The guide pointed out the area where the King (or Queen) would stay when they were living at the Tower. We also saw the area where the Beefeaters live. (Poor fellows....I saw laundry hung up out on a line. I guess not even the Privileged Elite get to have dryers. Did I mention the way we had to hang our clothes all over drying racks all over the apartment in Scotland?)
Near the end, we were taken to a small chapel where various Famous People were buried. The Beefeater warned us ahead of time, "Now listen carefully, ladies. I shall stand by the entrance to the door as you file in. Beware, oh beware! There is a step UP as you enter! I shall stand nearby to catch anyone who should fall--I will sweep you up in my arms! (I'm hoping at least some of you will fall!) And be aware that the step will also--yes, indeed---also be there on the way OUT. But don't worry, I'll catch you. Now, gents, if one of YOU should happen to fall........well, it's going to hurt." Haw haw!!!
When the tour was over, we went to the tower that houses the crown jewels.
I guess I should explain if I haven't already that the "Tower of London" is not just ONE tower. It's actually a huge complex of various towers, built at various times. The oldest tower is the White Tower, built by William the Conqueror. (Look him up, you should learn about him). I don't remember exactly when it was built, but William conquered England in 1066, so it was sometime around then. It's pretty awesome to see an intact structure that is about a thousand years old!
The British crown jewels are housed here, though not in the White Tower. As you walk through the building, there were large TV screens on the wall that project huge images of the various jewels--the crown, the scepter, the ring, etc. That is nice, because it gives you a chance to really see them up close. They also had a screen showing video clips from Queen Elizabeth's coronation. (She looked NERVOUS.)
After building up the suspense, at last you come to the jewels, which are in a huge vault. A "people mover" (a flat escalator thingie) slowly moves you on by the glass cases with the jewels. That 530-carat diamond was truly amazing!!! My goodness!!! However, we were feeling like old-timers by now....we'd seen the Scottish crown jewels and a bunch of crowns and jewels at the Residenz in Munich, so we were like, "Ah, very nice, hmmm, yes, methinks that jewel is a little bigger than the jewel on the Scottish crowns.....when is lunch?" :D :D :D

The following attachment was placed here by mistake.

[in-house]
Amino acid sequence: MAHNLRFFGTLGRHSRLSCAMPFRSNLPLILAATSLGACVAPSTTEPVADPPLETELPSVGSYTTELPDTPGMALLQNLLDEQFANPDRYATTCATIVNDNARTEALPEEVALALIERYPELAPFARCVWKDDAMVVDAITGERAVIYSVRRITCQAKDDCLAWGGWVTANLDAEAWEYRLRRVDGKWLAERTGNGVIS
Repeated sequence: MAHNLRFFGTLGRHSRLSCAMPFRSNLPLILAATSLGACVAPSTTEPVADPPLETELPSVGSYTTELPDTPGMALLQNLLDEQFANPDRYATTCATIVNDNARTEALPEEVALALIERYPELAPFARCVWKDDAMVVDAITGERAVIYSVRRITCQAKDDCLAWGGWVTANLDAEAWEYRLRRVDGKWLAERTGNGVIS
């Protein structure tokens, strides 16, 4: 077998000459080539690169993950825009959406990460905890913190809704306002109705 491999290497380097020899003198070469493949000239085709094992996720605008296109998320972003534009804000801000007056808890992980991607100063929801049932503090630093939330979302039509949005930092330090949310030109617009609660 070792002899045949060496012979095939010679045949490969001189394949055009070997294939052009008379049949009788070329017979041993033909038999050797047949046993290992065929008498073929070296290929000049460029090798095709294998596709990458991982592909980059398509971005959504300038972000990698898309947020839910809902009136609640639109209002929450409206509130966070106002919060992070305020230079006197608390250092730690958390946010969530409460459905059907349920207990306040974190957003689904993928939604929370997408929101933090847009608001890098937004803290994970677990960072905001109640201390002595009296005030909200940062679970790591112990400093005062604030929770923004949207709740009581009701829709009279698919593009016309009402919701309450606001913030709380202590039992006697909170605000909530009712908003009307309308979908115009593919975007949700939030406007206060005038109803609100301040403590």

Note from Heather: Maybe YOU felt that way. I thought the jewels and crowns and gold dishes and maces were really cool!
Raquelle: Of course they were cool. I just felt like an old experienced hand at it. :D
As we left, we stumbled upon the end of a living history drama. Several people in costume were acting out an escape that had really happened at the Tower once upon a time. A "prisoner" was sitting outside his cell in one of the towers, rather haggard, with bloodied bandages around his wrists, presumably having been Most Dastardly Tortured. He was explaining to a "tower guard" why he should be given all the items that his wife had tried to send and had been confiscated by the guard. His wife had sent him paper, a quill, and an orange (the juice of which can make invisible ink).
"You see," the prisoner explained reasonably, "the orange is to help me regain strength in my hands....if I squeeze it, that helps the muscles in my arms."
The gullible guard accepted the explanation. "But," he said, "what about this feather? I don't know my letters--from the looks of you all (to the crowd) most of you don't either--but I have heard, yes, I've HEARD that you can use a feather like this for a pen!"
"Oh no, you see it's--it's a toothpick!" the prisoner assured him.
"Really?" said the guard, naively surprised. "Well, let's see...I've had a bit o' mutton stuck behind my left molar for several days....let me try!" He stuffed the end of the quill in his mouth and pretended to pick his teeth. Satisfied with the results, he accepted the explanation of the quill.
I don't remember what the explanation was for the paper, but it was something fairly ludicrous that the likeable guard fell for, hook, line and sinker. :D
So the prisoner got his stuff so that he could write secret messages. The guard put him back in the cell and started to walk away. Just then the prisoner's wife accosted the guard, pleading that he would allow her husband to go to the chapel that day for confession.